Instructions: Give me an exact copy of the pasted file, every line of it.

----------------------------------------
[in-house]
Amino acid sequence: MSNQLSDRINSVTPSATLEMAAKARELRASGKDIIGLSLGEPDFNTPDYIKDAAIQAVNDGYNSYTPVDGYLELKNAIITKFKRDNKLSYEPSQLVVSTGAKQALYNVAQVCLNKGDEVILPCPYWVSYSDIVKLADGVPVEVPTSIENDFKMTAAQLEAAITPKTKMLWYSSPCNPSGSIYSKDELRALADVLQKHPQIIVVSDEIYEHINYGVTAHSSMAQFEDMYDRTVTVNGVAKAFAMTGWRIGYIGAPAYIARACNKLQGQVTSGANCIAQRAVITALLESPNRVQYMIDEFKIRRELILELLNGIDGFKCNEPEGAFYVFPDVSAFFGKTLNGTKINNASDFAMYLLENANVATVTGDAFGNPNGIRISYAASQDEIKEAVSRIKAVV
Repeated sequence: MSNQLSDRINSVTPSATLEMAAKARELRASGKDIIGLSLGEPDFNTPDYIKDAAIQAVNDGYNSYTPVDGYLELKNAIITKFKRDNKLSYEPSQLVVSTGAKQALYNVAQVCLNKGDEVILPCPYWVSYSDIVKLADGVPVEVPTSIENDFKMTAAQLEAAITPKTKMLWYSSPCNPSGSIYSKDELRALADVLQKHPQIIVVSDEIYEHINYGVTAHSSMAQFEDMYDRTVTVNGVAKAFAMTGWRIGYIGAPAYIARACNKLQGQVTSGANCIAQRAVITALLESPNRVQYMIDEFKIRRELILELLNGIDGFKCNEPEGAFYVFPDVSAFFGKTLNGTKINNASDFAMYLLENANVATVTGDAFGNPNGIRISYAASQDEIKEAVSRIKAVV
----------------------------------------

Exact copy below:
[in-house]
Amino acid sequence: MSNQLSDRINSVTPSATLEMAAKARELRASGKDIIGLSLGEPDFNTPDYIKDAAIQAVNDGYNSYTPVDGYLELKNAIITKFKRDNKLSYEPSQLVVSTGAKQALYNVAQVCLNKGDEVILPCPYWVSYSDIVKLADGVPVEVPTSIENDFKMTAAQLEAAITPKTKMLWYSSPCNPSGSIYSKDELRALADVLQKHPQIIVVSDEIYEHINYGVTAHSSMAQFEDMYDRTVTVNGVAKAFAMTGWRIGYIGAPAYIARACNKLQGQVTSGANCIAQRAVITALLESPNRVQYMIDEFKIRRELILELLNGIDGFKCNEPEGAFYVFPDVSAFFGKTLNGTKINNASDFAMYLLENANVATVTGDAFGNPNGIRISYAASQDEIKEAVSRIKAVV
Repeated sequence: MSNQLSDRINSVTPSATLEMAAKARELRASGKDIIGLSLGEPDFNTPDYIKDAAIQAVNDGYNSYTPVDGYLELKNAIITKFKRDNKLSYEPSQLVVSTGAKQALYNVAQVCLNKGDEVILPCPYWVSYSDIVKLADGVPVEVPTSIENDFKMTAAQLEAAITPKTKMLWYSSPCNPSGSIYSKDELRALADVLQKHPQIIVVSDEIYEHINYGVTAHSSMAQFEDMYDRTVTVNGVAKAFAMTGWRIGYIGAPAYIARACNKLQGQVTSGANCIAQRAVITALLESPNRVQYMIDEFKIRRELILELLNGIDGFKCNEPEGAFYVFPDVSAFFGKTLNGTKINNASDFAMYLLENANVATVTGDAFGNPNGIRISYAASQDEIKEAVSRIKAVV